Attorneys for First Liberty Institute are now arguing to defend Americans' right to pray in their own home without government interference.
Last fall, we introduced you to Mary Anne Sause, a Catholic former nurse, who was prevented from praying in her home by officers of the Louisburg, Kansas, Police Department, who were threatening to arrest her over a simple noise complaint. As you may recall, she was home late at night when the police came to her home. When they knocked at the door, they did not identify themselves as police, and with her front door's "peephole" inoperative, she did not open the door.
They returned later and identified themselves as police, then demanded to be let in to her apartment. As they berated her for not letting them in the first time, they refused to give a specific reason why they were there, as is required. When she showed them a copy of the Constitution and Bill of Rights given to her by her congressman, one of the officers mockingly said, "that's nothing, it's just a piece of paper—[it] doesn't work here."
The officers continued to act in a belligerent manner toward Sause, telling the terrified woman she should prepare to go to jail. She asked if she could pray beforehand, and while one of the officers granted her request, the other told her she could not pray in her own home.
First Liberty Institute took up her case and sued, but the district court threw out the complaint entirely, denying Sause her day in court. Her attorneys are about to enter the court room of the 10th Circuit Court of Appeals in Denver—ironically, the court to which Supreme Court nominee Judge Neil Gorsuch has been appointed—in effort to have the case remanded back to the lower court with instructions to hear the case.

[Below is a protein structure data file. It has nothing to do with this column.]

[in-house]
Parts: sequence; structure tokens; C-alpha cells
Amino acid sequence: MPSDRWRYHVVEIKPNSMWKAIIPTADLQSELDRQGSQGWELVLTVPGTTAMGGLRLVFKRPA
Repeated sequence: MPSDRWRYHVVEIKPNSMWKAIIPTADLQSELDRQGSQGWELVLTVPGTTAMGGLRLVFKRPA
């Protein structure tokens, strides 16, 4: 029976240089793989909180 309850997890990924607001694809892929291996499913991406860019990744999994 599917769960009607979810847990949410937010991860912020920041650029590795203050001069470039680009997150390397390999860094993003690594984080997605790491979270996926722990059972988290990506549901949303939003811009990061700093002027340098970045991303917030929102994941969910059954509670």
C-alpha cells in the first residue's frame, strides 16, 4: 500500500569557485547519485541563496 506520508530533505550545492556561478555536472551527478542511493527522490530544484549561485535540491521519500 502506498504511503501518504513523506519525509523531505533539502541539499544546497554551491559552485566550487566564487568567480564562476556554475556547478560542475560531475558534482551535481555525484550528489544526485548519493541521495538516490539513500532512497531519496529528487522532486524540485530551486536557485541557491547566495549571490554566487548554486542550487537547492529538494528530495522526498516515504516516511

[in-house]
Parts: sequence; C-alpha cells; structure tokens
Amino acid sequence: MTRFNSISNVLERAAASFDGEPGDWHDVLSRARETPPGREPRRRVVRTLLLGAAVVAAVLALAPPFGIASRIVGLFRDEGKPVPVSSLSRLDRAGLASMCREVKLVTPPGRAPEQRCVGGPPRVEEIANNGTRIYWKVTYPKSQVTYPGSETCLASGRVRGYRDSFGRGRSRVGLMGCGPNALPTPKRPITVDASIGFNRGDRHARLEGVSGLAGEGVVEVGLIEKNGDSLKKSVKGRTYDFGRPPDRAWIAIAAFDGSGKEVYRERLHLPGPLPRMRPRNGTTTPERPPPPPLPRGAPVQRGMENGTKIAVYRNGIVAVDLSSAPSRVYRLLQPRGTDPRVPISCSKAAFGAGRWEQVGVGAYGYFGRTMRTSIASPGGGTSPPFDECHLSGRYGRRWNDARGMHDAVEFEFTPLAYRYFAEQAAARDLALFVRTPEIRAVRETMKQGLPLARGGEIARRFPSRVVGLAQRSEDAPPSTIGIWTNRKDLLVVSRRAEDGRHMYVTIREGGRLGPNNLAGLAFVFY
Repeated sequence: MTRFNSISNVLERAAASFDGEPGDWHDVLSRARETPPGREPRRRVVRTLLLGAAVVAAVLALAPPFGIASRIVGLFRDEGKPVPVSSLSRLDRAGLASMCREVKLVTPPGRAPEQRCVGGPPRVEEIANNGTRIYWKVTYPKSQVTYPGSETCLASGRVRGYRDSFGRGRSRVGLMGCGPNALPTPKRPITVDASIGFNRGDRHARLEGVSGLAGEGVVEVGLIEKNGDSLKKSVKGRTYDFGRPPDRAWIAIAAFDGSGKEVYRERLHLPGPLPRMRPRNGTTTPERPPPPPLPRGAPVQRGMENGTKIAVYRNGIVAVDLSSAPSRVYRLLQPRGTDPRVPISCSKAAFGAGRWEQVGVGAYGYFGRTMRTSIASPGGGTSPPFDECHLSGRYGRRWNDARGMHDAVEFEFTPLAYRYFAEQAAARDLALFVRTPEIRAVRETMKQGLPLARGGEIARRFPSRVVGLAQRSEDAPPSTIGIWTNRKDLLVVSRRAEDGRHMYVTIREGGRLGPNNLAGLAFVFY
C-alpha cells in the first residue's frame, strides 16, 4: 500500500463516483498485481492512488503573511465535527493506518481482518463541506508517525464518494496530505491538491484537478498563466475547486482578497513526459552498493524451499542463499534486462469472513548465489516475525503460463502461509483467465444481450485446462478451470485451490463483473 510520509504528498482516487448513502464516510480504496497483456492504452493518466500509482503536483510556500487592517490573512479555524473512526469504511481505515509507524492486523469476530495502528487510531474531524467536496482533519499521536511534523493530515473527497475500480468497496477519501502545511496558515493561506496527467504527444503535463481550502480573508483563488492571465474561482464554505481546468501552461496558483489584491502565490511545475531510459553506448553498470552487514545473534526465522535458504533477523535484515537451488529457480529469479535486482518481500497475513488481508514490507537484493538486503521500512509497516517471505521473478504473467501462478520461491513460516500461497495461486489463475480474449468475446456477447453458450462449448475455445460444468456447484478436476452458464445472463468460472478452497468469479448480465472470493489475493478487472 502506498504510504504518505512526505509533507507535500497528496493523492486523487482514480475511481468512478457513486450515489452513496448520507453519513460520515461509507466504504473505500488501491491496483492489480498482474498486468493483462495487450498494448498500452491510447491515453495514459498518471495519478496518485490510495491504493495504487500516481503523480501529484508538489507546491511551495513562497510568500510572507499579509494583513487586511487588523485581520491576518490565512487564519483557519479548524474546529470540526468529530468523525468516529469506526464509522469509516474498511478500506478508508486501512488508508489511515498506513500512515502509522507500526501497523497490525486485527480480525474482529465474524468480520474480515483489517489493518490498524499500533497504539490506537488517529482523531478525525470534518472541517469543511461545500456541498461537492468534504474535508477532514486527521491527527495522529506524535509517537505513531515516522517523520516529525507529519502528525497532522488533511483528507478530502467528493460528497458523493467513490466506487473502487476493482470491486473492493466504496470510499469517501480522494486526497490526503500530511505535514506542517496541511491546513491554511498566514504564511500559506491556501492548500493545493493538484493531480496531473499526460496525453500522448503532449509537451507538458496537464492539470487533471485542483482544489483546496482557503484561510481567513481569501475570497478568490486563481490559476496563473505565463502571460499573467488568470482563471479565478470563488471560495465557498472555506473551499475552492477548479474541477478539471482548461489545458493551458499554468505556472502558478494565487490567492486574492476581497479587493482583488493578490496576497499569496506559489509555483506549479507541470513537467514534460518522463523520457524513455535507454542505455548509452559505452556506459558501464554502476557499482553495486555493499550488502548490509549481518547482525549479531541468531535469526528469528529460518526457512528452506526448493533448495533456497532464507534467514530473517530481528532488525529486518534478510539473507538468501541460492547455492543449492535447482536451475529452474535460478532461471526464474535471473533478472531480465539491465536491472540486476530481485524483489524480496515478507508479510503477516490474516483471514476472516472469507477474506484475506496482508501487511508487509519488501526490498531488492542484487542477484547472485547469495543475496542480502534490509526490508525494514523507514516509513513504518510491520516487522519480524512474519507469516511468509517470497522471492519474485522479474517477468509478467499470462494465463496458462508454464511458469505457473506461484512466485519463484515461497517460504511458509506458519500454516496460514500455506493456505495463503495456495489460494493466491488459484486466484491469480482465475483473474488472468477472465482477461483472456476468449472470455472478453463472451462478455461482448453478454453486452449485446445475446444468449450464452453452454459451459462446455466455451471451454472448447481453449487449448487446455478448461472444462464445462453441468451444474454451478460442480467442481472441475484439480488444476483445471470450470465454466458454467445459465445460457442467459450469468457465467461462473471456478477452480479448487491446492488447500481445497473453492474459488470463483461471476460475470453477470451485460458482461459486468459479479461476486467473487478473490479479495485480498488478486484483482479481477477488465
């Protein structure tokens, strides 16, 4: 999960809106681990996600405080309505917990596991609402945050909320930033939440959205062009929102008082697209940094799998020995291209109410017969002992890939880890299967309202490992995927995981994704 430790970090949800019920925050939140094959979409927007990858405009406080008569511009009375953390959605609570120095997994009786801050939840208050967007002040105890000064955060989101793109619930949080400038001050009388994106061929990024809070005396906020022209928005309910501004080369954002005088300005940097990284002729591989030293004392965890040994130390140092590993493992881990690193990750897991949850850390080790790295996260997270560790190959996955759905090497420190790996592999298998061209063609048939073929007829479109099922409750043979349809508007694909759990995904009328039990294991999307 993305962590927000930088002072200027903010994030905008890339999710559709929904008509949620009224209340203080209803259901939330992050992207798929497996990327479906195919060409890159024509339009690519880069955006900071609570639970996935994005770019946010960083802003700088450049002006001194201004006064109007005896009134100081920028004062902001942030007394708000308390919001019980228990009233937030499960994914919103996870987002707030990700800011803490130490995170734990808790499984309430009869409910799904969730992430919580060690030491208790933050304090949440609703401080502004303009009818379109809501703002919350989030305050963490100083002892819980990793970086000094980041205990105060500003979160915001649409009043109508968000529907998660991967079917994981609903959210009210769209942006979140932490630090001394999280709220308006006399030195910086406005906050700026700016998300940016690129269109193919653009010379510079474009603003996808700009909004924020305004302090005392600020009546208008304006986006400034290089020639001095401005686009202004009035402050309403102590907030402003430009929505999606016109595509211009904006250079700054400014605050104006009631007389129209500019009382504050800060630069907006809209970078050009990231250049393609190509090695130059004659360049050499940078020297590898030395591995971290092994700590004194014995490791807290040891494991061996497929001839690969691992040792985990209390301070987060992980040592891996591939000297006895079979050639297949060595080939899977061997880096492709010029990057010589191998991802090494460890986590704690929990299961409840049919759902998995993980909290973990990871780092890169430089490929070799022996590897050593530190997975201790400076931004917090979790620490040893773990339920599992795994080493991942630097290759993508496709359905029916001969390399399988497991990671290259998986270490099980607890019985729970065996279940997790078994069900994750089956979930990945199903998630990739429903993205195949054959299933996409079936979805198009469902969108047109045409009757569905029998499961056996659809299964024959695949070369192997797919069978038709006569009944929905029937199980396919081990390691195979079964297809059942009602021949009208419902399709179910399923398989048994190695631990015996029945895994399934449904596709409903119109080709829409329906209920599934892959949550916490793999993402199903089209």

As part of the motions filed before the hearing, the attorneys representing the police made an audacious claim last December: "the act of stopping [Sause]'s prayer did not burden her free exercise of religion" because only conduct that forces her to change her religious practices or causes her to stop praying altogether would violate the Constitution.
First Liberty asserts the Free Exercise clause's protection extends beyond the right to choose one's own religion and includes the right to pray in the privacy of one's own home, which is a fundamental right clearly protected by the First Amendment. They argue that commanding her to stop praying without a legitimate law-enforcement justification burdens her ability to freely exercise her religion in her own home.
The hearing began at 12 p.m. EDT. We will provide updates as they become available.
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